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Posted Sunday, May 16, 2004

 I wonder if Ian Kershaw, Andrew Roberts, and their fellow-conformist historians have these kind of troubles when they speak? And I wonder too whose history books will be being read in the twenty-second century?

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May 14, 2004 (Friday)

At 12:07 pm the Sussex police email me asking me to contact them urgently about tomorrow's function, as they have "certain information."

A minute later, there is an anonymous Jewish caller; he cannot disguise his voice. "You lost, scumbag, you --". Nice folks.

I try to go online at twelve-twenty p.m. and get this: "Your account is already signed on . . . If this is not authorized, please call 1-800-827-6364." Huh? Somebody else has opened my AOL email account? Never mind, nothing to conceal there.


May 15, 2004 (Saturday)
London - Arundel - London

AT eleven I drive to Lady M.'s to collect her and her friend Belinda, then to fetch Mr A. outside The Oratory, then on to Arundel for the talk. Beautiful sunshine in London, gradually becoming overcast as we cross the South Downs.

I last heard of Arundel -- where I have never been before -- when on holiday as a nine-year-old in Southsea, in the summer of 1947. That was when the Joan Woodward murder case filled the headlines (murders, in those pre-immigration, capital-punishment years, were a sensational rarity). They had found her body in the Castle grounds. At the time, I collected all the press reports on the search for the murderer -- my clippings books have all, oddly, been seized along with the rest of my archives by the official Trustee in May 2002. The police knew who Joan's murderer was but could not nail him, and it was never resolved.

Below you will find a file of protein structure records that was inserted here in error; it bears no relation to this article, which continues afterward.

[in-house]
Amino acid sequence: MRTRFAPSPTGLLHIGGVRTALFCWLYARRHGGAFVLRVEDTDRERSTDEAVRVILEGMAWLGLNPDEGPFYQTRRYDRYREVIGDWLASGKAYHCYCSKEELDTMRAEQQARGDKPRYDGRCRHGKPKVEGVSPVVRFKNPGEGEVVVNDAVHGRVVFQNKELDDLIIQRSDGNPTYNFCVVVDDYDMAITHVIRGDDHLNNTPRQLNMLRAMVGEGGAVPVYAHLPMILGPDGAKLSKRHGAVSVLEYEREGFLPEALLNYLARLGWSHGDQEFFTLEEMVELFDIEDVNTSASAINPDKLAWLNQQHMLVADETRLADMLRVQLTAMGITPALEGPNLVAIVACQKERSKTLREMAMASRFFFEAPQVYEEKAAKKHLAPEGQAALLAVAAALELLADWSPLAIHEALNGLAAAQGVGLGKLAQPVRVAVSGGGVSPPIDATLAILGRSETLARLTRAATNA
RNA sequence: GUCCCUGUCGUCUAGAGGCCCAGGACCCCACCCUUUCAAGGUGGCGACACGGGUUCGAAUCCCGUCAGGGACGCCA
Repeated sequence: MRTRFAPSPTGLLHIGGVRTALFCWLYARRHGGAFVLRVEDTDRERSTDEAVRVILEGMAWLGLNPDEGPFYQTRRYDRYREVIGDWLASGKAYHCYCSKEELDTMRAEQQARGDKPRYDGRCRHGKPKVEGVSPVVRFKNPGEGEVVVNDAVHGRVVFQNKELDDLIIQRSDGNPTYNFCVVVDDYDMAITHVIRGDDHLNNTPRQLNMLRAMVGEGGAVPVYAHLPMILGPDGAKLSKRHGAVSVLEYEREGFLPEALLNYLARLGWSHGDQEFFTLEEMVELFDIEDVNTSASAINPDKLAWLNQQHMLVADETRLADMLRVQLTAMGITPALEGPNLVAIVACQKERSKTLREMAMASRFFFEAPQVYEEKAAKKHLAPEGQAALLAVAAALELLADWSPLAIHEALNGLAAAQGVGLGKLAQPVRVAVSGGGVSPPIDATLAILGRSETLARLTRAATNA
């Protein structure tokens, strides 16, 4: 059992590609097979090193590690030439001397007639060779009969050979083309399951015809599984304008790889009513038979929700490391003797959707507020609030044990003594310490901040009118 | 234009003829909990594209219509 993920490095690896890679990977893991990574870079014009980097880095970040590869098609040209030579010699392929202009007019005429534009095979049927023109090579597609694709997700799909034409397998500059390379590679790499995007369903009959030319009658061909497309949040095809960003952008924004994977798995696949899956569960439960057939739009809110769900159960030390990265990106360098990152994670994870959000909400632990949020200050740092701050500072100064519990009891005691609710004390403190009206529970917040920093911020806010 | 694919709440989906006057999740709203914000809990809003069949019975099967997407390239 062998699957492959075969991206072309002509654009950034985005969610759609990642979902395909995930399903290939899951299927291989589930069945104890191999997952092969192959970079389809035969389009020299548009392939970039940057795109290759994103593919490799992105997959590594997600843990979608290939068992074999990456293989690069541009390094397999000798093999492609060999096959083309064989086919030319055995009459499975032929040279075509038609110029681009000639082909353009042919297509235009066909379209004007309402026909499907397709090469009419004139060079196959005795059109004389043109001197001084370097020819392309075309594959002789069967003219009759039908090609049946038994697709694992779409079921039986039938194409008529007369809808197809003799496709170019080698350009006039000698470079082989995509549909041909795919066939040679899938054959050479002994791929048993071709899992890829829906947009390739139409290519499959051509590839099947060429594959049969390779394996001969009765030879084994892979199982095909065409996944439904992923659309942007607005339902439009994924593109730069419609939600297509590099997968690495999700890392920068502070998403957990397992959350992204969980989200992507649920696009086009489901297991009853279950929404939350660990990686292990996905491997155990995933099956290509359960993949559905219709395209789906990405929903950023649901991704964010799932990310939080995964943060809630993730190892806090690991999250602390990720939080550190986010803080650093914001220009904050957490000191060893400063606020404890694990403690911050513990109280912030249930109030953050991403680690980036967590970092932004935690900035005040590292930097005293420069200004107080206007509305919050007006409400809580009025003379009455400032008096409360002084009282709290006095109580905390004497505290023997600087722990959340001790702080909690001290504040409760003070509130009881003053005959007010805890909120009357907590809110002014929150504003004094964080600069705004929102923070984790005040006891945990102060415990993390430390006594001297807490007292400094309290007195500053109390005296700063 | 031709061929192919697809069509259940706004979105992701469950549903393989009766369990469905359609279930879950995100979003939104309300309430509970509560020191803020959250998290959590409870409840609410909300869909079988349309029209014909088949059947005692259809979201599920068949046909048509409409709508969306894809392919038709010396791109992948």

My three passengers are like schoolchildren on a summer outing. We stop for a coffee at a gas station; the forecourt is in uproar at the new gas prices, 81p a liter (about $5 a gallon, up one percent). The Asian proprietor explains in his thin, reedy voice that his machine does not work; my passengers vanish for half an hour towards different patisseries and cafes, before I can stop them. M. has not seen green fields for years; wants to see furrows. A. lectures her that farmers plough and sow in the winter, not late spring. I am a townie now, would not have known that either.

A look at the map reveals how crazy H. or his local people are in fixing Horsham as the rendezvous point -- it is a good 40 miles from Arundel. The meeting point should be within walking distance of the lecture! Before we enter Arundel, hideously late, I removed all visible signs of my ownership of the car -- the Westminster permits, etc., -- to the puzzlement of my rather naïve passengers; I explained the logic behind such thinking ahead.


WE arrive in the town centre at three, to find the Norfolk Arms already besieged by the enemy rabble, and every window on the first floor crowded with young people hanging out to watch the sport. I drive straight past, and park opposite the Castle.

A., having drunk a lot of fashionable bottled water al the way down here, pronounces that he has to go for a less fashionable pee; Belinda walks smartly downhill to check out the Arms; Lady M. meanwhile phones the Arms receptionist, who informs her after a whispered conversation elsewhere, that there is no meeting booked there today (a lie), and they had never heard of the "William Cobbett Club" etc. Well they banked its cheque, they will find. Quoi de neuf. What else is new.